And how much of it had to do with the fact that, on any given day or night, anybody can beat anybody, in any sport? That last truth, mixed with USC's undeniable success over the last seven years, makes it impossible for me to rip them.
But it still makes me feel down when they lose. Poor Carroll, a great football coach and even better man, becomes so humble and despondent after every (rare) defeat. Witnessing Carroll talk to reporters after last night's game was like watching a sad little four-year-old give an interview after he just spilled his milk and cookies. Furthermore, the USC campus is about 20 minutes from my house. It's about 20 minutes away from everybody in L.A.'s house. It's smack dab in the inner-city, in the "hood," as they say. Unless you attend/used to attend UCLA, how can you live in Los Angeles and not root for SC? The Bruins suck and we don't have an NFL team; the Trojans are our football heroes.
Oh, and just one more thing: Is it really "just a game?" I don't just mean college football, but team sports in general. Technically speaking, it is, but as fans we tend to watch these contests as if their outcomes will determine life and death. This is especially true in NCAA gridiron action, where each and every game is crucial. If it really were "just a game," I would have had a much happier ending to my Thursday night.
Saturday, September 13, 2008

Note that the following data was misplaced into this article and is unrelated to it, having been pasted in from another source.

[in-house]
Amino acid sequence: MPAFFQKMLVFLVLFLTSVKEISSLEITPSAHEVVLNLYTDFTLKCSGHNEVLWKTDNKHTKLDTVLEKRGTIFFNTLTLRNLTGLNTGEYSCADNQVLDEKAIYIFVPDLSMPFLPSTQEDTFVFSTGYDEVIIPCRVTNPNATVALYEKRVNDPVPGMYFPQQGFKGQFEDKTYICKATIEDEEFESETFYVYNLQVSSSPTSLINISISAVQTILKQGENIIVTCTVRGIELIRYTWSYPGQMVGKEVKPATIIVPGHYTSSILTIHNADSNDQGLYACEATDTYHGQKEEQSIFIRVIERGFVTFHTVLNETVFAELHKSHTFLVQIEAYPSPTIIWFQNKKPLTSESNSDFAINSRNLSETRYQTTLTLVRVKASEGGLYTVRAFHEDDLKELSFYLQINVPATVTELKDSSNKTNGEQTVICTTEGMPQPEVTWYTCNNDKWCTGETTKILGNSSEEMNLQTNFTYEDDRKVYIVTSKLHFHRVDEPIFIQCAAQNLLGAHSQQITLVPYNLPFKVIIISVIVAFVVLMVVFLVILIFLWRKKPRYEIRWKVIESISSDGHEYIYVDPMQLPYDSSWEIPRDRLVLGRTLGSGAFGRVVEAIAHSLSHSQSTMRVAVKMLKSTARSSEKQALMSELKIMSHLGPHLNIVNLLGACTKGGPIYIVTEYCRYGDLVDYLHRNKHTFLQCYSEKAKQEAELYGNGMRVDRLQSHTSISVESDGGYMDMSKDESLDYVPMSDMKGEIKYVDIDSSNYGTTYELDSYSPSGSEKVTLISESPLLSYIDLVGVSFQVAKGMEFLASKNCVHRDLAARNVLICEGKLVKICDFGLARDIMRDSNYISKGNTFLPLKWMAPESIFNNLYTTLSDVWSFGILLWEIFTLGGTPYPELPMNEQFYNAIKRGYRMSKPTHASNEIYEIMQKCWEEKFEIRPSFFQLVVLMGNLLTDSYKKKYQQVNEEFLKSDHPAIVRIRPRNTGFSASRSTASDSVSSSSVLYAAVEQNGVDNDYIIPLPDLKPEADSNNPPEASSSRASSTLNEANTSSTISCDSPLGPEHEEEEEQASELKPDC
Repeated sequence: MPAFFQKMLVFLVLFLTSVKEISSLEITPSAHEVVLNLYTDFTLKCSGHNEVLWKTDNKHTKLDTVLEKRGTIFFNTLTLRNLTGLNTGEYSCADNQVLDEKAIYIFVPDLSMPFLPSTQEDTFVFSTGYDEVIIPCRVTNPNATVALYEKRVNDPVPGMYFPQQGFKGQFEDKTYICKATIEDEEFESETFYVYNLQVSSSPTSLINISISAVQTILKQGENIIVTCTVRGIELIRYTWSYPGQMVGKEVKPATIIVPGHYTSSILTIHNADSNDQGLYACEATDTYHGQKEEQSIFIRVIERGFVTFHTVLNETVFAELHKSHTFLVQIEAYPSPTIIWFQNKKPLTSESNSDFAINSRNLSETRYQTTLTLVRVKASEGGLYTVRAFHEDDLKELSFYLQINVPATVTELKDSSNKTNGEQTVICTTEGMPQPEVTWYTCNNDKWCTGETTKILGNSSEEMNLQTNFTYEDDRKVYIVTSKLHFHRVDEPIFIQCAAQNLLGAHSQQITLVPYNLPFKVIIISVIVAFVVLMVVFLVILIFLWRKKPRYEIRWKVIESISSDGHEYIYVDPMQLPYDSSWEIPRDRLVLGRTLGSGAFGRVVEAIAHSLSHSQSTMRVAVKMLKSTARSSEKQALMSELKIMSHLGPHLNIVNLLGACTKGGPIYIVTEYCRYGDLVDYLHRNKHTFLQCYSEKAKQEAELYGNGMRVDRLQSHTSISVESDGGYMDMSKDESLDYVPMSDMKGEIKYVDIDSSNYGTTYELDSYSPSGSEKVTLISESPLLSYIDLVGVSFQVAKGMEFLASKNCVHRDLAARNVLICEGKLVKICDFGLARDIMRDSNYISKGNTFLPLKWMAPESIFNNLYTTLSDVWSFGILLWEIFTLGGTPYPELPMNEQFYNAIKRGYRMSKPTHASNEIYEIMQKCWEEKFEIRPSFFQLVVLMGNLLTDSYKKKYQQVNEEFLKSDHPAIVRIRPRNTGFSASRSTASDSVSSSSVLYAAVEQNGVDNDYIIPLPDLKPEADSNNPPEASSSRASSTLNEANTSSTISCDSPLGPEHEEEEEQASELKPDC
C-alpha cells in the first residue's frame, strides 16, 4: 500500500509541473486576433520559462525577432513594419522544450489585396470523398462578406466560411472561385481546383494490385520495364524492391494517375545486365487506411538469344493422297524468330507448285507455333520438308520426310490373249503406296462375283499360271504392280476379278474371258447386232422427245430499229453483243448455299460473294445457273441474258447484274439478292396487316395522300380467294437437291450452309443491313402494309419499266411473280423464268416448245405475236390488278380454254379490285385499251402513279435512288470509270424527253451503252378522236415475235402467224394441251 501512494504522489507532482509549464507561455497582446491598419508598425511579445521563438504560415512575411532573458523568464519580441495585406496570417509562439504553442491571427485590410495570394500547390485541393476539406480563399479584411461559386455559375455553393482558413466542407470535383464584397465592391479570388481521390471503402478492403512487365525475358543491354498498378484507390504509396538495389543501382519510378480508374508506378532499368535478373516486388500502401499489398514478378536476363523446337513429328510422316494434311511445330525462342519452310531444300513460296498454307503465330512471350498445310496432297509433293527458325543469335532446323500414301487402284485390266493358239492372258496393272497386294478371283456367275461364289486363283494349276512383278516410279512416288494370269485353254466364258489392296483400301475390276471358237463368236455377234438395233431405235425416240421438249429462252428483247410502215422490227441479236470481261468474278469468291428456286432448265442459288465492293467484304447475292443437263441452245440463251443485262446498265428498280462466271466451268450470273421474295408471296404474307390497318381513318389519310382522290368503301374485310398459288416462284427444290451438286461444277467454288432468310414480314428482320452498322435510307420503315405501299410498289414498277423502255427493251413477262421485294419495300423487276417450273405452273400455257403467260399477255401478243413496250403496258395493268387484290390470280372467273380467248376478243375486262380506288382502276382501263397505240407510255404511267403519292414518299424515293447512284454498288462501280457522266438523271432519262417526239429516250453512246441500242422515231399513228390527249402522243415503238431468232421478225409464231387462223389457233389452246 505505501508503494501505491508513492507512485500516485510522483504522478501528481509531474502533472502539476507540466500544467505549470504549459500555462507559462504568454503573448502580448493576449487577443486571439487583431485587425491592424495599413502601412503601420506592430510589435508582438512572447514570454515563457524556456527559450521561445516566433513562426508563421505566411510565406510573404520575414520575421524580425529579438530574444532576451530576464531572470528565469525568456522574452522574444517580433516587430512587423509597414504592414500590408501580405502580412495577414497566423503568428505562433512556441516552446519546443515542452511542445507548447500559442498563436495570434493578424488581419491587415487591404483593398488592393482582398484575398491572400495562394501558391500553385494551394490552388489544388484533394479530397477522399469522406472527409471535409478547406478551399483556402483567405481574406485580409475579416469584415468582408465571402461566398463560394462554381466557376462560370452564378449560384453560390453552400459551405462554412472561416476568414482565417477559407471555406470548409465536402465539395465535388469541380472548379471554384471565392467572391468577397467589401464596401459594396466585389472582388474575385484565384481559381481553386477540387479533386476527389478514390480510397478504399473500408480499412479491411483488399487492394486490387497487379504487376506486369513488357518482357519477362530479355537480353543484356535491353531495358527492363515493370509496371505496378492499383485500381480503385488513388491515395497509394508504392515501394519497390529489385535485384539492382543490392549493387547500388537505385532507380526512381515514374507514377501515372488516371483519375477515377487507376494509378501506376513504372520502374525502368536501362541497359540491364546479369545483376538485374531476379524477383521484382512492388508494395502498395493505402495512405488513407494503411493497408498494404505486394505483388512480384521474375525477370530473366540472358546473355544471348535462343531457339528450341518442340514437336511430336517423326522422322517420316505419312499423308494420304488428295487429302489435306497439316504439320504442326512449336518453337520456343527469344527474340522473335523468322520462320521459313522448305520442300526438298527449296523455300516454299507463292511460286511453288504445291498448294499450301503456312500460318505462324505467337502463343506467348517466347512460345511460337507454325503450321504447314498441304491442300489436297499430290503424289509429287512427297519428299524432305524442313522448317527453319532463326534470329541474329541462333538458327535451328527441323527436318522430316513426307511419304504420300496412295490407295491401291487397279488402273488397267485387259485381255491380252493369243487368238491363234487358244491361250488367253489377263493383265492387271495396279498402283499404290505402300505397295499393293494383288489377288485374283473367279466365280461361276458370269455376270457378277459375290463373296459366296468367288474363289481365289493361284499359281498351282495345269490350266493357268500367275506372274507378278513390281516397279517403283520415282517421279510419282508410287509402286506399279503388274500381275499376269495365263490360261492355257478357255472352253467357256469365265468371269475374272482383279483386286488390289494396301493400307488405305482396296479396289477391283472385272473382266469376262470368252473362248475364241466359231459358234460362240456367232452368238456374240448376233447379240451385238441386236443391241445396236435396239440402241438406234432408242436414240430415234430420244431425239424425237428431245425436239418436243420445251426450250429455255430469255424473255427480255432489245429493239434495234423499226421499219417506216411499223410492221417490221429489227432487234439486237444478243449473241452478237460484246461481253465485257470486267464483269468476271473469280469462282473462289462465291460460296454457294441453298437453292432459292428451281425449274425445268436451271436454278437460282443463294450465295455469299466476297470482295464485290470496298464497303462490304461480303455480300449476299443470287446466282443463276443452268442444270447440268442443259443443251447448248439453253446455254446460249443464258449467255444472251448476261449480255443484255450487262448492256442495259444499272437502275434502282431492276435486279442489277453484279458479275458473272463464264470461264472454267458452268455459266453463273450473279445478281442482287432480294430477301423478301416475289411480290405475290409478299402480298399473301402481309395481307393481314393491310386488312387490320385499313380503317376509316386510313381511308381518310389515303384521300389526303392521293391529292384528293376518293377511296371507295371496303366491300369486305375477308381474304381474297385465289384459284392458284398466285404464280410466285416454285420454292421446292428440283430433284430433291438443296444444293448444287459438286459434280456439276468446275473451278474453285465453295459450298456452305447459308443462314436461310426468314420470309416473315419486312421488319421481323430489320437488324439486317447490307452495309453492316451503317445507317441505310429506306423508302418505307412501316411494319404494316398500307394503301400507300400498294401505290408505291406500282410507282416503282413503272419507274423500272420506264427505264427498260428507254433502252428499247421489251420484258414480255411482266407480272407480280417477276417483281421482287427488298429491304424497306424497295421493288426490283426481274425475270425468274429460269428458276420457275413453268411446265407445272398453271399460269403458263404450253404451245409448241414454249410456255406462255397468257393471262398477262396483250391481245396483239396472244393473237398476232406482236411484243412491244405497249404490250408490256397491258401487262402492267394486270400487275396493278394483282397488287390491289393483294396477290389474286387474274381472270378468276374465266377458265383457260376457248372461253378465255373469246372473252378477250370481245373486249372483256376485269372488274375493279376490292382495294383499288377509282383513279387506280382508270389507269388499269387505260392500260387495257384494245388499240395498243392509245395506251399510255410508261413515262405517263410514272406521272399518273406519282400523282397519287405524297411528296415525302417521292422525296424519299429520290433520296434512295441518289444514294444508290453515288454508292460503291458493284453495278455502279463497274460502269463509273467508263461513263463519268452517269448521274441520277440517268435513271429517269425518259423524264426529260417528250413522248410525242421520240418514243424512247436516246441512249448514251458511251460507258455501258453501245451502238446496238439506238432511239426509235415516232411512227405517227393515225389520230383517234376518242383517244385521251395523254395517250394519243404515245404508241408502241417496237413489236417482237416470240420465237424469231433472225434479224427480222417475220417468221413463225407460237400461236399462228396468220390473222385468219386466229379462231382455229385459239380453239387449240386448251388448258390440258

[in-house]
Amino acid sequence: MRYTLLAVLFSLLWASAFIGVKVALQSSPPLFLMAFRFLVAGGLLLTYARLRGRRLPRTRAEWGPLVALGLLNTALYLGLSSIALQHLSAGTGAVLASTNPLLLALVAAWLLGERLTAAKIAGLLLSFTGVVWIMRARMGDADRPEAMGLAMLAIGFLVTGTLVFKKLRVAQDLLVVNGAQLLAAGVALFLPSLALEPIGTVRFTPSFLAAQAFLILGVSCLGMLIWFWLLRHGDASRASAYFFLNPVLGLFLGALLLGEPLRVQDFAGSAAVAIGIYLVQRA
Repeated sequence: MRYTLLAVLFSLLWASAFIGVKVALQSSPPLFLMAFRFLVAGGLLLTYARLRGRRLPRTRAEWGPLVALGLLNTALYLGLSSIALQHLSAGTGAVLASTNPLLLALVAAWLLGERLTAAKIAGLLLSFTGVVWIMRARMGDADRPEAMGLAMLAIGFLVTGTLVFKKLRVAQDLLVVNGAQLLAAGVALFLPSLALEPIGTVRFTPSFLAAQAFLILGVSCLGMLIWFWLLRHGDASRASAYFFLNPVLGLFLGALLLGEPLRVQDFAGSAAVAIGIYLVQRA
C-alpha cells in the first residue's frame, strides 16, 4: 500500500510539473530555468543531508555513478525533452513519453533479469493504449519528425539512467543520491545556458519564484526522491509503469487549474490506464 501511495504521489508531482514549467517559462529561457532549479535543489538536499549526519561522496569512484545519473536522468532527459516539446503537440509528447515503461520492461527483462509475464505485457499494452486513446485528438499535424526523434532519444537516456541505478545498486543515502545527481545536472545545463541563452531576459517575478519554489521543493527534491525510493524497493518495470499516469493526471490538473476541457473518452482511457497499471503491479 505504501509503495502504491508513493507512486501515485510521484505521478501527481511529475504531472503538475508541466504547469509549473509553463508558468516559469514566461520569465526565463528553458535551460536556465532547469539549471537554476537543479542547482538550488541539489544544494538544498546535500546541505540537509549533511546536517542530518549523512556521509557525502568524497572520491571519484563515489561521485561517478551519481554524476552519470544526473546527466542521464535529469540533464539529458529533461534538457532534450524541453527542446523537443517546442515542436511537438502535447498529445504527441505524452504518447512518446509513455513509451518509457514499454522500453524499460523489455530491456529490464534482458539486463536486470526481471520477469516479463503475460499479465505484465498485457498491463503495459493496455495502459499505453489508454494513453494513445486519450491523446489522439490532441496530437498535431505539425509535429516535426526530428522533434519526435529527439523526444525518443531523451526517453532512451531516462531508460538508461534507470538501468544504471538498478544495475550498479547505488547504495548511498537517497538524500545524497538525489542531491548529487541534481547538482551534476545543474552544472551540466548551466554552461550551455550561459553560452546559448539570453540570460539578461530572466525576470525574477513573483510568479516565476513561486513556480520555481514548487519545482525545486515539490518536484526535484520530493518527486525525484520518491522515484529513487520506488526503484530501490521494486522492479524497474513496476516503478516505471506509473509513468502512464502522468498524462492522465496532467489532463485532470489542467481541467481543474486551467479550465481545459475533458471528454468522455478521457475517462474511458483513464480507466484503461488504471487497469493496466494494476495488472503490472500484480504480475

The result was not surprising. Before the game, I actually thought Los Angeles' beloved USC Trojans Football Team might be in trouble, although for reasons more psychological than physical. Bill Simmons often writes in his columns about sports teams playing the world-renowned "Nobody believed in us" card, regardless of whether anyone really did believe in them or not, and using it as a motivational tool to prove the world wrong. Well, nobody believed in Ohio State's prospects of hanging with the Trojans Saturday night at the Coliseum, and rightfully so: There was no reasonable explanation, at least pertaining to football, as to why the Buckeyes' would be able to stay with USC. Big 10 teams struggle versus teams with speed (i.e. teams from the SEC and Pac-10 - don't ask me why teams from those two conferences are able to recruit speed, and teams from the Big 10 are not; the answer escapes me), and despite their dominance otherwise, OSU is not an exception. They lost the last two BCS title games to LSU and Florida, by a combined score of 79 to 38. On top of that, they were missing their best offensive player, preseason Heisman hopeful Beanie Wells.